Posted by Anders on November 17, 2003
In Reply to: Re: Not all PC is bad posted by ESC on November 17, 2003
: : : : Last night during a retrospective on the year 1986 on the VH-1 cable channel, they censored the word "retarded". This was in a reference to the TV show LA Law, which featured an actor playing a retarded office assistant at the fictional Mackenzie-Brackman law firm. The person who was censored then continued her comment, using the phrase "mentally challenged", which was not censored.
: : : There was a little old man... sorry! There was a vertically challenged, chronologically advanced person... Political Correctness is everywhere!!
: : I wonder if "retard" has become offensive because it has become a term of abuse? When you consider the etymology, it's almost PC. From M-W: "Etymology: Middle English, from Middle French or Latin; Middle French retarder, from Latin retardare, from re- + tardus slow."
: : I once had a friend - or so I thought (but that's long story...) - who used the expression a lot. Indeed, he would often say just 'tard, like this. "That 'tard, you mean? Oh, man, he's such a re-tard!" Although generally opposed to PC, I am in favour of it when it comes to euphemizing handicaps and the like.
: : Anders
: See my "people first" post above.
: I think you're probably right about the use of "retard." Of course, kids now use the term "gay" to mean lame, dorky, whatever. "Do you want to go to the zoo?" "Oh, that's so gay."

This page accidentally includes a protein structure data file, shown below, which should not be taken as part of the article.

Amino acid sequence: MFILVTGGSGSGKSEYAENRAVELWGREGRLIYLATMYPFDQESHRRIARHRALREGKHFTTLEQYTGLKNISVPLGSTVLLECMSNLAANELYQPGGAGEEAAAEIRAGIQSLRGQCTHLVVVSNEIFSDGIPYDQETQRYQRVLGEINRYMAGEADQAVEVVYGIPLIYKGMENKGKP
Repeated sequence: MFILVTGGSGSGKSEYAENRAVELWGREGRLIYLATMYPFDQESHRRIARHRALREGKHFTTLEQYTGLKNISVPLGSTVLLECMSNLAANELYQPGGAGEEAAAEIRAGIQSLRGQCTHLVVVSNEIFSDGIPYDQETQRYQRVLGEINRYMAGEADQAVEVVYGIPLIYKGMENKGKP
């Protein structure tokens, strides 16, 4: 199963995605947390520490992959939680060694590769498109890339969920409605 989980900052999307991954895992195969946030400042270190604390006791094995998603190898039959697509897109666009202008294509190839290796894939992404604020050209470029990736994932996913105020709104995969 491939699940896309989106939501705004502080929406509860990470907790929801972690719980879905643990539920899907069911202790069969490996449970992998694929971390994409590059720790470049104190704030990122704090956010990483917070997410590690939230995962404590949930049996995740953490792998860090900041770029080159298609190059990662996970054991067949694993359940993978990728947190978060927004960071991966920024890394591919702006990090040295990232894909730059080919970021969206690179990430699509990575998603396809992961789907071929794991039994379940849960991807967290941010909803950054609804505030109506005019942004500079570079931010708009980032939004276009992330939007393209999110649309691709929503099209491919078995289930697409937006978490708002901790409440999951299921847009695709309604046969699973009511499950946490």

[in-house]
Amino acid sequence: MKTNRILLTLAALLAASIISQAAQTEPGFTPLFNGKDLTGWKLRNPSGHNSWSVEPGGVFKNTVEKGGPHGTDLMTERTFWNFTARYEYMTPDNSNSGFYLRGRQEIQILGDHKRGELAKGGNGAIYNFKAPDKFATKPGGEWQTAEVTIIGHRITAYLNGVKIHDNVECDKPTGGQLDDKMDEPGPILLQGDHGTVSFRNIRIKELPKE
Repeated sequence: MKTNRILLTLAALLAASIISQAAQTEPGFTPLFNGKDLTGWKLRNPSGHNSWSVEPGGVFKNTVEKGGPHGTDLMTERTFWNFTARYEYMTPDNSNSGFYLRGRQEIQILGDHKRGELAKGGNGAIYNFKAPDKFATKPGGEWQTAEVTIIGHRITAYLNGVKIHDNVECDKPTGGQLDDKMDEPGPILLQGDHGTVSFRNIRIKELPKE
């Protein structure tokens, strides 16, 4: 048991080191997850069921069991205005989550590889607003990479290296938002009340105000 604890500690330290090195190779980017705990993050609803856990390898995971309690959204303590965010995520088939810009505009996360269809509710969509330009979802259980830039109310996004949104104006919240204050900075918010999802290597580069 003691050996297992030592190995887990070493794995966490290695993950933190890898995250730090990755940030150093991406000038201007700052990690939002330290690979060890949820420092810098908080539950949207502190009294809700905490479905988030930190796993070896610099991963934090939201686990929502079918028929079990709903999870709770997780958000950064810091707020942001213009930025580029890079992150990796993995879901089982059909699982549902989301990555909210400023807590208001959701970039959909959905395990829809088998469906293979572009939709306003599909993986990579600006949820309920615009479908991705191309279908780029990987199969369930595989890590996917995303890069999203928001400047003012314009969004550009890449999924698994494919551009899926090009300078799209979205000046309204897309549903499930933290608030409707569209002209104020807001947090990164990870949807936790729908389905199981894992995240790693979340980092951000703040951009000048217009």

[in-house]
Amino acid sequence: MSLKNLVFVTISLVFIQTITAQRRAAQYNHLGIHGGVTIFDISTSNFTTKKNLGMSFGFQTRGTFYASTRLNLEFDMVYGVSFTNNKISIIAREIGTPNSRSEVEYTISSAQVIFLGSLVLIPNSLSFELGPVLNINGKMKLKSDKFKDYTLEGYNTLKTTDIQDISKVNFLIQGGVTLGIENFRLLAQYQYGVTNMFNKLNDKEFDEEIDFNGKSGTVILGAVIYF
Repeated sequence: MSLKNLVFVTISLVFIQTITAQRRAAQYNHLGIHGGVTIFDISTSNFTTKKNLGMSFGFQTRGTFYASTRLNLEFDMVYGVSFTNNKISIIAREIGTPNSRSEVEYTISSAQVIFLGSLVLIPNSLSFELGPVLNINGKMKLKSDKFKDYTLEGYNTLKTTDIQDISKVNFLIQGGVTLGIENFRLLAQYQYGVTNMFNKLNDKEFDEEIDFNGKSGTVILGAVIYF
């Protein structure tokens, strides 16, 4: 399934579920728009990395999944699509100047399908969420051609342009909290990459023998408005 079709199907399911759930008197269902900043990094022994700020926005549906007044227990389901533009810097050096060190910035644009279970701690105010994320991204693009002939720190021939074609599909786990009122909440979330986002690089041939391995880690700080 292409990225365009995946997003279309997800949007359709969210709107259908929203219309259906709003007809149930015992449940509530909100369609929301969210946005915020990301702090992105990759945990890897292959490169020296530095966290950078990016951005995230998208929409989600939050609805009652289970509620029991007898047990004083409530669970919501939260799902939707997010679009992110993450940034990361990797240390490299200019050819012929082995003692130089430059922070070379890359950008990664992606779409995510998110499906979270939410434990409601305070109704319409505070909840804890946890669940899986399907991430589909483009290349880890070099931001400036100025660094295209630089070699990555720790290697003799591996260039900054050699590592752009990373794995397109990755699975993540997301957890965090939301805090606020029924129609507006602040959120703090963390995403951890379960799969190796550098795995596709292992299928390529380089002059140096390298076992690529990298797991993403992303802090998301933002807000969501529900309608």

I did not know that "gay" was used in this way - to mean simply "lame," etc. As a Will & Grace addict, one would have thought I had encountered every trope on the word. Or maybe I have, without knowing it. It's hard to tell. Karen, you know, our girl in the PC-you-can-whistle-for-it department, may talk with contempt of things that are "so gay." If she refers to Jack's musical tastes, surely she is sticking to the original meaning of the word. The meaning you mention is an inflation of this sense, and hence to be discouraged. I'm not sure if one can speak in a non-offensive way of things being "gay" in the sense that they are - though not strictly homosexual - prone to appeal, or belong, to homosexuals. It makes sense to me to characterize music such as the Village People, Queen, and every boy band in town, as gay. That is, there is quite a specific sense of the word; the usage you mention is working towards corrupting this. Although it may make sense to characterize the aforementioned bands as gay, I hardly ever do it. I refrain from it because I respect the fact that other people's musical tastes and sexual orientation may differ from mine. Also, there's the consideration that Rob Halford, the original lead singer in Judas Priest, is gay. It was kept a secret for many years because it does not agree with the heavy metal image, cf. Robert Walser's scholarly book on Heavy Metal, Running With the Devil. There is hardly a type of music more straight than Judas Priest's breed of British working class Metal. Well, maybe AC/DC is: "Ruby, Ruby, where you been so long / Done took to drinkin' whiskey Baby since you been gone / Ain't no one I know do it as good as you / Lickin' on that lickin' stick the way you do." From "Go down." Okay, that's offensive :-) And yet even "AC/DC" may in another context have a connotation which is working against making AC/DC the ultimate straight band. Then again, the Young bros took their name from mom's vacuum cleaner, which may be their only claim to innocence ever.